Not quite ready to retire? Instead, are you looking for a new career or work challenge? Many of us want to continue working in retirement, to boost our pension funds or because we want to stay busy. The good news is that there are plenty of jobs for retired people.
At the outset, job hunting can seem overwhelming. You may be worried about ageism in the recruitment process and where on earth to start. It helps to spend time thinking about what you might like to do and what skills and experience you have to offer.
Recognising your skills and strengths is vital at every stage of the job hunting process, from initial searches and application to the final interview.
What are the four or five things that you are really good at? What are your areas of interest? These are the places to start when you’re looking for work – but you can still be open-minded about possible jobs in retirement.
You might feel that you want to give something back, in which case you could start looking for jobs with a charitable organisation or perhaps your local authority. Perhaps you’d enjoy a development or mentoring role where you can share the learnings from your own career. Or you might just be looking for a job where you interact with a lot of people.
Another important consideration is how much you’d be looking to work each week. Many retirees find that a part-time job is best for their needs.
You might seek to balance work with looking after your grandchildren or caring for a relative. Or you might simply want to make sure you have time for hobbies or other interests.
Online job searches make it easy to narrow down the options to those with part time hours.
Apprenticeships are a growing initiative in the UK and are described by the Government as an ‘all-age programme’.
Professional apprenticeships are available in all kinds of disciplines and combine work with study. They are particularly useful for those who have not studied for a degree or other higher education qualification.
Apprenticeships are available in a very broad range of fields – just take a look on the Gov.UK apprenticeship page for examples and guidance on how to apply.
Returnships support experienced professionals to return to senior positions following a break from work. These can be highly beneficial for older people who have been out of employment for a period of time.
On a returner programme, you would be employed on short-term paid contracts in a role that matches your skills and experience, helping you ease back into working life and regain your confidence. Returnships are frequently offered by large organisations and can usually be found with an online search.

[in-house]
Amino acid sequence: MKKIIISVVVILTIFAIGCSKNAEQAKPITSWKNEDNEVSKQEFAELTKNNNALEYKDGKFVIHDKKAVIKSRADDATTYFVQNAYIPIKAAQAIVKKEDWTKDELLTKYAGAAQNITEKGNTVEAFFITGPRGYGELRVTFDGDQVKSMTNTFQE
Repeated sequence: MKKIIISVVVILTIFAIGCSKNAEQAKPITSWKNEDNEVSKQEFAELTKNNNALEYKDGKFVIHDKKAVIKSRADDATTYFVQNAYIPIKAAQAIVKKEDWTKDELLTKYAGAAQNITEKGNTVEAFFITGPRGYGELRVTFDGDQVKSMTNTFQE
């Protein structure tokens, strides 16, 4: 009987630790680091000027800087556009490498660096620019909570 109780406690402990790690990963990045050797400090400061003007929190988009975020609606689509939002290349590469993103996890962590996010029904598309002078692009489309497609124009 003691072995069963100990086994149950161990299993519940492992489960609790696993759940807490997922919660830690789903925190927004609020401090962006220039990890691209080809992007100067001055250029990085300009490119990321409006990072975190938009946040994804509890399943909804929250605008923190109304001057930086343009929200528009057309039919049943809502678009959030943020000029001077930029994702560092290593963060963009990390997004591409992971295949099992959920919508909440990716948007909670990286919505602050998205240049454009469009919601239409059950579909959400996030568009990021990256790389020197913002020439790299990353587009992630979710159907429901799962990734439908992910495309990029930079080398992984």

Contracting and freelance work can be a great way to control your own work schedule and potentially work from home. It helps a great deal if you already have contacts that you could approach for some freelance work in your field – or you could also offer your services through a platform like Fiver.com or PeoplePerHour.
One way to sidestep the jobseeking process is to start your own company and be self-employed. You might have a business idea that you now have the time to make reality.
Many people in their 50s and 60s run very successful businesses that fit with their lifestyles. It could be professional consultancy, establishing an online shop or even making and selling things online through Etsy or eBay.
Pet sitting, childminding or cleaning are often suitable jobs for retired people. Perhaps franchising could be a good option to explore – there are all kinds of opportunities for older people.
Take time to consider your business plan, to work out how to cover your costs, how you will find clients and how to get off to the best possible start. See our guide to starting an online business from home.
Recruitment agencies are also useful in helping you find work, whether it’s temporary, permanent, full-time or part-time. They will put you forward for suitable roles with potential employers.
Employment agencies are free to join. Temping can often be a way into permanent employment, if you’re happy to be fairly flexible with the work you do. Temping agencies match your skills with short term vacancies in your local area.
The first step in finding a suitable job is to make sure you have a strong CV ready for your online job search. There’s plenty of information on workingwise to help. Start with our Tips for Writing a CV and How to write a compelling cover letter.